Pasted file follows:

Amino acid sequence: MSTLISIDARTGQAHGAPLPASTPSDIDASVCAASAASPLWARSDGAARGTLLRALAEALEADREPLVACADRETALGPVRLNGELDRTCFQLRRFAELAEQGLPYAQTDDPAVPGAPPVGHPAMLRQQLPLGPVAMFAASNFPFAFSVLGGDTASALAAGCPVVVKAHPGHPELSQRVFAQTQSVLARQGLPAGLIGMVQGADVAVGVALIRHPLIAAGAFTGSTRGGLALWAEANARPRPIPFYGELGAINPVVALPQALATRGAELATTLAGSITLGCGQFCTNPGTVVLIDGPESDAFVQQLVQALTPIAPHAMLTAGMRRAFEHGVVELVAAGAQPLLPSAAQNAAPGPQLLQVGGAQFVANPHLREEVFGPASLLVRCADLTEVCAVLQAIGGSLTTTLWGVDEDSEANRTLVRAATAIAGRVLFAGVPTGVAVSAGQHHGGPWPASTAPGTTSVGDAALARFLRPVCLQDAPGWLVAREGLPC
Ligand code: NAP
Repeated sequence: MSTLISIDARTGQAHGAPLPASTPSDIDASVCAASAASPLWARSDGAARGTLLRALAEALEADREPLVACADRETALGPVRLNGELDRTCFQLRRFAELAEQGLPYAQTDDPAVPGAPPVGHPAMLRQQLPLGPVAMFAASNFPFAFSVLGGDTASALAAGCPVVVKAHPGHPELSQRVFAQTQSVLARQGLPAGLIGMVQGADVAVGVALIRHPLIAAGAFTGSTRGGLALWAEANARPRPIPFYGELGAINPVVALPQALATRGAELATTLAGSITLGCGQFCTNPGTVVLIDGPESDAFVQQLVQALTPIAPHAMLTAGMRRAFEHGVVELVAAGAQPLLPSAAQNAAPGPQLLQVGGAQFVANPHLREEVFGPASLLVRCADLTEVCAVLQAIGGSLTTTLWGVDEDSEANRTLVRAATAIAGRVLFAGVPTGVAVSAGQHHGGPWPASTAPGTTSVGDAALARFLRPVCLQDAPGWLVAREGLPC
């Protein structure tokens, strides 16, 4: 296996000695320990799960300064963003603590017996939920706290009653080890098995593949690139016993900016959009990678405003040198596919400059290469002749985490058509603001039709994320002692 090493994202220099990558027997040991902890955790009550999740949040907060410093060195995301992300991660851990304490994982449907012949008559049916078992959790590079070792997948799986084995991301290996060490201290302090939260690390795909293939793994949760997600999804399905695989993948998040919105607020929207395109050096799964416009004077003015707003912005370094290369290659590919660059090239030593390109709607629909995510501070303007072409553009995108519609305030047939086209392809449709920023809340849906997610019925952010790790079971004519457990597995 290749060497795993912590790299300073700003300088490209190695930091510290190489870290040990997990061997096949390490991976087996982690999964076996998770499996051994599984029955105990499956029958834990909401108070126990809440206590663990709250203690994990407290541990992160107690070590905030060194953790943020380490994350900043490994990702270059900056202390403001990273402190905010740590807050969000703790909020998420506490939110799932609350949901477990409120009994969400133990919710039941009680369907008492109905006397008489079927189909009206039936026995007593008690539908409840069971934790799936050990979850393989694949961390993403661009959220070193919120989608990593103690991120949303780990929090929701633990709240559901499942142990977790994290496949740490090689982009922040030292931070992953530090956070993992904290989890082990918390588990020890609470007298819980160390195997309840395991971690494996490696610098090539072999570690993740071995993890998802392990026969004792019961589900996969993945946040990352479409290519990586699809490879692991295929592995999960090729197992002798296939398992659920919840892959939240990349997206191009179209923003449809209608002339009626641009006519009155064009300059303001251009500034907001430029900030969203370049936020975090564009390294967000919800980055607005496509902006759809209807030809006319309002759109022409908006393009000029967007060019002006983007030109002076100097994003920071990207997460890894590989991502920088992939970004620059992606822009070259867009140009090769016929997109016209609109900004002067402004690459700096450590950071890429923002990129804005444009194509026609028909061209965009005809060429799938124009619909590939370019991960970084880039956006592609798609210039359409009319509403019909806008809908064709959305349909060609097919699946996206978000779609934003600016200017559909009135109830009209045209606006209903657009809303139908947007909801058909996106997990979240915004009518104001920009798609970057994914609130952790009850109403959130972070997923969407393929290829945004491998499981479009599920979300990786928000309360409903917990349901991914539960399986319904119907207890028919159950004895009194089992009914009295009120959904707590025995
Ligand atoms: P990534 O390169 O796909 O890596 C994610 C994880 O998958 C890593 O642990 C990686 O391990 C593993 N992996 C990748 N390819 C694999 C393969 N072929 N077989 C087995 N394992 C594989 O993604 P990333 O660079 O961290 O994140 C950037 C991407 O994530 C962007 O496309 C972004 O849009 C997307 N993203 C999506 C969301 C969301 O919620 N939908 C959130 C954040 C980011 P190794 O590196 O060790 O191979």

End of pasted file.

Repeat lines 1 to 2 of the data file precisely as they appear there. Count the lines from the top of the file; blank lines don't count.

Amino acid sequence: MSTLISIDARTGQAHGAPLPASTPSDIDASVCAASAASPLWARSDGAARGTLLRALAEALEADREPLVACADRETALGPVRLNGELDRTCFQLRRFAELAEQGLPYAQTDDPAVPGAPPVGHPAMLRQQLPLGPVAMFAASNFPFAFSVLGGDTASALAAGCPVVVKAHPGHPELSQRVFAQTQSVLARQGLPAGLIGMVQGADVAVGVALIRHPLIAAGAFTGSTRGGLALWAEANARPRPIPFYGELGAINPVVALPQALATRGAELATTLAGSITLGCGQFCTNPGTVVLIDGPESDAFVQQLVQALTPIAPHAMLTAGMRRAFEHGVVELVAAGAQPLLPSAAQNAAPGPQLLQVGGAQFVANPHLREEVFGPASLLVRCADLTEVCAVLQAIGGSLTTTLWGVDEDSEANRTLVRAATAIAGRVLFAGVPTGVAVSAGQHHGGPWPASTAPGTTSVGDAALARFLRPVCLQDAPGWLVAREGLPC
Ligand code: NAP